A Review of Marcel Proust’s
The Collected Poems
The Collected Poems
Originally published in the Rain Taxi Review of Books, Summer 2013
In a century when the novel supplanted the epic poem as the major vehicle for literary artists reaching for the highest level of accomplishment, Marcel Proust stands alongside perhaps only James Joyce as the modern writer who comes the closest to achieving the scope of Homer, the fineness of Vergil, and the encompassing vision of Dante. Proust’s great work, In Search of Lost Time, is like nothing else in literature, with a structure that attains to the most extraordinary works of music, a visual and symbolic order comparable to the aesthetic of the gothic cathedral, and featuring a cast of characters as rich and memorable and multifaceted as that of Shakespeare, who’s probably the only writer who created a larger and more vivid world. It took Proust decades to discover both his voice and his genre, however, and in his early years he was considered by friends and enemies alike to be little more than a talented dilettante, a frivolous dandy casting words about in stories, essays, parodies, pastiches, and occasional poetry in what seems in retrospect like a halfhearted attempt to make his sparkling personal genius substitute for real literary effort. His great work makes his lesser work interesting by reflection, though, and as 2013 marks the centenary of the publication of Swann’s Way, the astonishing first volume of his magnum opus, Penguin Books has released The Collected Poems to ply the ever-consuming appetite of the Proustian reader with yet more marginalia.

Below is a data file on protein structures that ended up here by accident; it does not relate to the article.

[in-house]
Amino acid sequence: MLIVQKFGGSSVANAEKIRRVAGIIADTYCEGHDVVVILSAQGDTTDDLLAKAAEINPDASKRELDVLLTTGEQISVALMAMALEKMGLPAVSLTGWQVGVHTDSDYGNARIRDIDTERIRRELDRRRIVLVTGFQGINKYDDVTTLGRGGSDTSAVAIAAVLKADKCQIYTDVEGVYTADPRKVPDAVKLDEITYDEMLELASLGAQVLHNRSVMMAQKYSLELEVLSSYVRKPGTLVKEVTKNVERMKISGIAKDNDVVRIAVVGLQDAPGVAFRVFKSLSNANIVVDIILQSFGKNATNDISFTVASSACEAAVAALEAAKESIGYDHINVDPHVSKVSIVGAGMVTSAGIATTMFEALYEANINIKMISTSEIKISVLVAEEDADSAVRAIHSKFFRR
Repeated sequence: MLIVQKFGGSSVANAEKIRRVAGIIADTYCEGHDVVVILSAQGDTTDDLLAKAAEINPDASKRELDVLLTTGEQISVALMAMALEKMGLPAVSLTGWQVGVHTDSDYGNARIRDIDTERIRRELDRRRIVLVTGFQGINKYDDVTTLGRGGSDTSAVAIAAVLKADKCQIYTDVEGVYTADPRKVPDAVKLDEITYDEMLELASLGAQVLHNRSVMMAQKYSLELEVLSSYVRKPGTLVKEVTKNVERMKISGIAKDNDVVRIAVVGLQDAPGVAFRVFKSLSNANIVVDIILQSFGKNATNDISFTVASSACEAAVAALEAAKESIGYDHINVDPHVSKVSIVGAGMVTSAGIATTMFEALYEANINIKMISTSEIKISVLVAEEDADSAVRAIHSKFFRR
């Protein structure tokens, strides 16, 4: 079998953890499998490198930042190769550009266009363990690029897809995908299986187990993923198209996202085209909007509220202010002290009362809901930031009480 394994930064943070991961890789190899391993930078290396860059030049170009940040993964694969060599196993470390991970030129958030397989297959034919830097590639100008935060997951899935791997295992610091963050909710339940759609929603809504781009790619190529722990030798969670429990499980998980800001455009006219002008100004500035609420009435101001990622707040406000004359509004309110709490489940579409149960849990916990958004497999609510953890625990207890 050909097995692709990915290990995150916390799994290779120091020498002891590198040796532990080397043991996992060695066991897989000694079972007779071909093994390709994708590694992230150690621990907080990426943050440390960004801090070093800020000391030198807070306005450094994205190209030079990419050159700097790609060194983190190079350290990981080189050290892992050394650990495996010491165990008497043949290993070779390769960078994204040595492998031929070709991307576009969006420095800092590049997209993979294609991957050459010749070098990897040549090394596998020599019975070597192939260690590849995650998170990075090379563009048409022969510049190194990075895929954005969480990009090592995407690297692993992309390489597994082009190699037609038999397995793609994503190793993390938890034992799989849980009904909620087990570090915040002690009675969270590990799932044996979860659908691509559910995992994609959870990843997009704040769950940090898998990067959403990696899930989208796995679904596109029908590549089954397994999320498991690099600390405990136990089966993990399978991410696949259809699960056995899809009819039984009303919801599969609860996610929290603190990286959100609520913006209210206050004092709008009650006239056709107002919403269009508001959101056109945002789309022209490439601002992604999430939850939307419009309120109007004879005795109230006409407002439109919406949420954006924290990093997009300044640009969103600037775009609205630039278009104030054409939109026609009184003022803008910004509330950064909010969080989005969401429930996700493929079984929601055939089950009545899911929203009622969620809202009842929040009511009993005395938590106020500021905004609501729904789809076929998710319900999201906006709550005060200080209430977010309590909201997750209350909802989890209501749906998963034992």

Collecting 104 of Proust’s poems, including six poems not published in Francis and Gontier’s Cahiers Marcel Proust: Poèmes, this volume is now the most complete collection of Proust’s poetry in any language. Edited by Harold Augenbraum, the founder of the Proust Society of America, The Collected Poems includes parallel French and English text rendered by nearly twenty different translators, including the exceptional Lydia Davis, and features almost one hundred pages of exhaustively Proustian end-notes provided by the fascinating and idiosyncratic Augenbraum. At the beginning of the notes, there’s a quote from Proust’s friend Robert Dreyfus that says, “Marcel Proust read footnotes,” and it’s in fact in this section of the book where the reader finds the most insight into Proust’s creative and personal world. Like most writers of fin-de-siècle France, Proust was engaged in a constantly evolving public discourse that raged in literary journals, in salons, and in loaded and coded correspondence—a discourse whose referents and meanings were commonly understood and therefore often left unspoken—and so Augenbraum’s notes supply a large percentage of both the information and the pleasure to this volume. For instance, take poem 49 (“Chanson”):
Bigger than the whale
And the narwhal
Is the belly, the belly
Despite a sentence too severe
By a singing rival
For her talent my signature
Rattles its rifle.